For evaluation, we use MRR and Precision@K. The algorithm predicts a list of ranked candidates for the incoming query. To remove pre-existing triples in the knowledge graph, filtering operation cleans them up from the list. MRR computes the mean of the reciprocal rank of the correct candidate in the list, and Precision@K evaluates the rate of correct candidates appearing in the top K candidates predicted. Due to space constraints, we only present the results for MRR. Results of Precision@K can be found at our GitHub333https://github.com/ArchitParnami/GraphProject.
V Results & Discussions
From the results depicted in Figure 3, we observe that the target KG embeddings (TransE, TransH, etc.) almost always outperforms random-walk based source embeddings (node2vec and DeepWalk) except in case of SimplE and DistMult where both the methods perform poorly. This can also be observed in Figure 4.
Finetuned KG embeddings achieved better or equivalent performance as compared to target KG embeddings. This can be confirmed by ANOVA test in Figure 4 where there is no significant difference between the MRRs obtained from finetuned and target KG embeddings in most cases. Specifically, translational based methods such as TransE, TransH, and TransD have equivalent performance for finetuned and target embeddings whereas SimplE, RESCAL, and DistMult have better finetuned embeddings than target embeddings as the graph size grows.
Transformed embeddings consistently outperform source embeddings and have similar performance to finetuned embeddings at least for graphs of sizes up to 65. The performance drop starts from graph size 71-75 in the transformation to TransD from DeepWalk whereas 81-85 in the transformation to TransE from node2vec. For RESCAL, the transformation works for larger sized graphs in node2vec and till 121-125 in DeepWalk.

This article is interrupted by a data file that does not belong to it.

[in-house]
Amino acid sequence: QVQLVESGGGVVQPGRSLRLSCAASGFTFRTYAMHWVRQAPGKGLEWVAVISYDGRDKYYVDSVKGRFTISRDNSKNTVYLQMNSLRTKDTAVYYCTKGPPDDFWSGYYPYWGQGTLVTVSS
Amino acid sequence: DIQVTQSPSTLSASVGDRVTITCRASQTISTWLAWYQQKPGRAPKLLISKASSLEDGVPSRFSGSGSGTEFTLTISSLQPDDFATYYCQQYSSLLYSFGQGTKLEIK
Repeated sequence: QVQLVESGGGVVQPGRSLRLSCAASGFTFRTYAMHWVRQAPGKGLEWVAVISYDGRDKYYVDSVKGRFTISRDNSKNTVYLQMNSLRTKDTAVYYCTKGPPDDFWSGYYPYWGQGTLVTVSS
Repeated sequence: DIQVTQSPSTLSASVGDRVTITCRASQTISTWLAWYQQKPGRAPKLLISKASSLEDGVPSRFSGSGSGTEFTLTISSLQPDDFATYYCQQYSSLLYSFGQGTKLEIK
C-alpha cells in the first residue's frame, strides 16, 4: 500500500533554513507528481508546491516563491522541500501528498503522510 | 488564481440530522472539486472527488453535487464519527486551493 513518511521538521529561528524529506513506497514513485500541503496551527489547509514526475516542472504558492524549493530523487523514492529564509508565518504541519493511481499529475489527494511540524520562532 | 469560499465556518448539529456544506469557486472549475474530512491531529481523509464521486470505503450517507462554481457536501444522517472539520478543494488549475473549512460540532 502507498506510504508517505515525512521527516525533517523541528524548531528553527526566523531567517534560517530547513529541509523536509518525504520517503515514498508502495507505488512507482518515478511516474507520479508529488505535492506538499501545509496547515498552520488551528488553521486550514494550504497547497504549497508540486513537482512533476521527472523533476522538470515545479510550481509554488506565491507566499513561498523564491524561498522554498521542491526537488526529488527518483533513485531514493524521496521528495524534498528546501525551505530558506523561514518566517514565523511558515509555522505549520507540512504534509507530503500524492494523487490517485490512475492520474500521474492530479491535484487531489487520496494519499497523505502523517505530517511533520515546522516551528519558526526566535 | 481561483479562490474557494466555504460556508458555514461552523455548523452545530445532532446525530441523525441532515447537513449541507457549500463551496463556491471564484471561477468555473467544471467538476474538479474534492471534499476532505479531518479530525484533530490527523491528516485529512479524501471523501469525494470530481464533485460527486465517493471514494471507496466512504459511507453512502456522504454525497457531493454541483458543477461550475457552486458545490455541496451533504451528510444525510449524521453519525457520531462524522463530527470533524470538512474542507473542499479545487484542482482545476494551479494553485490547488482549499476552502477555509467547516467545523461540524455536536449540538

As the graph size increases (top to bottom), the overall MRR scores decrease for all the embeddings as expected. In Figure 5, we compare computation time and MRR performance of transformed embeddings and finetuned embeddings where source method is node2vec and target method is TransE. It can be seen that the transformed embeddings give similar performance as finetuned embeddings (without any significant increase in computational cost) up to graphs of size 71-75. Thereafter the transformed embeddings perform poorly, we attribute this to poor finetuned embeddings on which the transformation model was trained.
In this work, we have demonstrated that random-walk based node embedding (source) methods are computationally efficient but give sub-optmial results on link prediction in social networks whereas KG based embedding (target & finetuned) methods perform better but are computationally expensive. For our requirement of generating optimal embeddings quickly for real-time link prediction we proposed a self-attention based transformation model to convert walk-based embeddings to optimal KG embeddings. The proposed model works well for smaller graphs but as the complexity of the graph increases, the transformation performance decreases. For future work, our goal is to explore better transformation models for bigger graphs.